usage of MIME RFC 1847 (multipart/signed) could probably fit your needs for
human readable clear signed documents, that fit in a single file.
Contrary to what people have been saying, MIME messages can be stored in a
single file - in fact thats a natural storage medium for them. One of
MIME's purposes was to flatten out multipart messages (text & attachments)
so they can be streamed over a connection. The MIME stream (or file)
contains formatting information which makes it easy to break out the
Included below is a example of a clear text signed message:
From: Michael Elkins <elkins(_at_)aero(_dot_)org>
To: Michael Elkins <elkins(_at_)aero(_dot_)org>
Content-Type: multipart/signed; boundary=bar; micalg=pgp-md5;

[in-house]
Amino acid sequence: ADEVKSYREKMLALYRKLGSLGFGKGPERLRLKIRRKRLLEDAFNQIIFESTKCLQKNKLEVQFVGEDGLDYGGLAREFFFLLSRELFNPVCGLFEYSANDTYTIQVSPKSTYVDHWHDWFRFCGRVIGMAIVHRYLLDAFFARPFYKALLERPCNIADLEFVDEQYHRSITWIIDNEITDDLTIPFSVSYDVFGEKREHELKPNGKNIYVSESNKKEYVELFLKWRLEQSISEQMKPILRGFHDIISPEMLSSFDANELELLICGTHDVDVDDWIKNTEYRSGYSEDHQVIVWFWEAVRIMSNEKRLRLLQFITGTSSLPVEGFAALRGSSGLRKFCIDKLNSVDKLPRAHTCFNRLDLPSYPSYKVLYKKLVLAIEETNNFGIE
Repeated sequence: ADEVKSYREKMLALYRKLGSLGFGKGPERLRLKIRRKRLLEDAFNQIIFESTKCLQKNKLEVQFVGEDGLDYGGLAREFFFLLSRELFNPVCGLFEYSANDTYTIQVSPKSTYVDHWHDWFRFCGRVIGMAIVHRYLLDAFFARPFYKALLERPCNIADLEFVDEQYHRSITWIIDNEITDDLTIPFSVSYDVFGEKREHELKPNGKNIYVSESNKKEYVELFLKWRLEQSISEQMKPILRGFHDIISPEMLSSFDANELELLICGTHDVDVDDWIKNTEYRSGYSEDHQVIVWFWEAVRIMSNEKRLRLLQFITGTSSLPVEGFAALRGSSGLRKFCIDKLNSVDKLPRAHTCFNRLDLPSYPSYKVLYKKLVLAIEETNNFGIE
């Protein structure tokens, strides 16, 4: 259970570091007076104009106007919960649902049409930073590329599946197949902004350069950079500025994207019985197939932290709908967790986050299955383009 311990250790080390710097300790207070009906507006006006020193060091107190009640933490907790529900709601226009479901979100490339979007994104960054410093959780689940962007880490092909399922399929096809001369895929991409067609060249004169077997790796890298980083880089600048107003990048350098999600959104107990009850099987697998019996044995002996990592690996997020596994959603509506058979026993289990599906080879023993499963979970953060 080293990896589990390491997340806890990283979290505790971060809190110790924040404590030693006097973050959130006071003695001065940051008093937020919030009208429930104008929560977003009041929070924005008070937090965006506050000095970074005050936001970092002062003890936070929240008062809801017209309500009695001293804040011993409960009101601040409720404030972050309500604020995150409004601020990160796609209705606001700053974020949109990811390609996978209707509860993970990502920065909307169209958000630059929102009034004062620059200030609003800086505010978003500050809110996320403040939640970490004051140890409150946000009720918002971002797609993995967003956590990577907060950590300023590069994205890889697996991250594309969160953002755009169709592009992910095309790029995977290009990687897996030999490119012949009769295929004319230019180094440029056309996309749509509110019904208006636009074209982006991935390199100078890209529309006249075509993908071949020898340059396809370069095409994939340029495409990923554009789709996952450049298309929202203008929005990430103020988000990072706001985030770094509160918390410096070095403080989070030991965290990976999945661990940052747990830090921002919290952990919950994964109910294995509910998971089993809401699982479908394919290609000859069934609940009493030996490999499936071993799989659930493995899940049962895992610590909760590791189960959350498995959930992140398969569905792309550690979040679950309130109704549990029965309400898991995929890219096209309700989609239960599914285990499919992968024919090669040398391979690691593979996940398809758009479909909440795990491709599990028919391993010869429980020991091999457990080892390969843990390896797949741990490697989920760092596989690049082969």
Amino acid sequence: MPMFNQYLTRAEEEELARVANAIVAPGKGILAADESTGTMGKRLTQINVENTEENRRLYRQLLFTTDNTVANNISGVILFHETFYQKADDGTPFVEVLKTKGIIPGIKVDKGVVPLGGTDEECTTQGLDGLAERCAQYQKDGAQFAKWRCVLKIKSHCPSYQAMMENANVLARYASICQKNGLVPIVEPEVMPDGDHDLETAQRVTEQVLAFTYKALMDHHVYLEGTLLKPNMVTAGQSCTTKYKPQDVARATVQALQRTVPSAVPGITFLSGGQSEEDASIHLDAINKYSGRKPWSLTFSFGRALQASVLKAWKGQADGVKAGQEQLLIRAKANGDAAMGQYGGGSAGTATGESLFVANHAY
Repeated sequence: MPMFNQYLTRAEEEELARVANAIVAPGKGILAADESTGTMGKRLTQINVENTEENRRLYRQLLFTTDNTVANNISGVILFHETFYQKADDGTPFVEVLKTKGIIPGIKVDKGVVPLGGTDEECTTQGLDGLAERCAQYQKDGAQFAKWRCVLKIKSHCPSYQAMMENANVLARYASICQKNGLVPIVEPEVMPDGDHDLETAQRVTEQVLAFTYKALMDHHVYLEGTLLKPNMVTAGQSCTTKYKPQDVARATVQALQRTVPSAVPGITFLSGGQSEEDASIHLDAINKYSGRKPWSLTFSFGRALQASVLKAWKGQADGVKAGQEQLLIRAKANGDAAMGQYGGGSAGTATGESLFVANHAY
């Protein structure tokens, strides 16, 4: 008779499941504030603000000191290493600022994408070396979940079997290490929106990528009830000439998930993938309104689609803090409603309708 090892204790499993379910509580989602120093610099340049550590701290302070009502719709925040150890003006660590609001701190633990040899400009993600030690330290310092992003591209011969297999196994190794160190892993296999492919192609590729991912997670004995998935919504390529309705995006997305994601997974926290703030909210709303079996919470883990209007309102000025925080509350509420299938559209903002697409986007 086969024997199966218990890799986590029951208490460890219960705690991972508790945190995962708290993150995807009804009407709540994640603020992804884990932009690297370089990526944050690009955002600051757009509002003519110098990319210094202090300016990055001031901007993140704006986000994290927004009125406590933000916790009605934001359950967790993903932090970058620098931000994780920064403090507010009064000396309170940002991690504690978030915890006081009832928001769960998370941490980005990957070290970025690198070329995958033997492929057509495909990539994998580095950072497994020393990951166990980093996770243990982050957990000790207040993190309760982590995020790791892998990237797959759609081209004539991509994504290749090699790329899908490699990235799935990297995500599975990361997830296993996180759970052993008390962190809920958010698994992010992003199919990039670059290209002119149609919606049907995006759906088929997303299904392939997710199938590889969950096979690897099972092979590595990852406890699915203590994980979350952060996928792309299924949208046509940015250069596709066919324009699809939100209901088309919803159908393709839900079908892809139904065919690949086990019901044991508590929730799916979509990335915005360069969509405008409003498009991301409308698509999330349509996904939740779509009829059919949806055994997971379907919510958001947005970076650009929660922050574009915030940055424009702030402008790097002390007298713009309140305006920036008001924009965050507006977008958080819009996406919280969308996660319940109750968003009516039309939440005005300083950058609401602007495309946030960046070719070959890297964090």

Content-Type: text/plain; charset=iso-8859-1
Did you know that talking to yourself is a sign of senility?
It's generally a good idea to encode lines that begin with
From=20because some mail transport agents will insert a greater-
than (>) sign, thus invalidating the signature.
Also, in some cases it might be desirable to encode any =20
trailing whitespace that occurs on lines in order to ensure =20
that the message signature is not invalidated when passing =20
a gateway that modifies such whitespace (like BITNET). =20
-----BEGIN PGP MESSAGE-----
-----END PGP MESSAGE-----
In this example the text is quoted printable encoded, but it could be left
unencoded. QP is recommended for 7 bit transport over the internet though.
However this is not an issue if you are storing locally.
I'm no expert on cryptography, but I do have considerable experience in
implementing MIME. Feel free to grill me on the subject.
Cheers - Linz
Black Paw Communications
Using MailCat for Win32 Beta Vs 22.214.171.124, on November 28, 1997, in Win95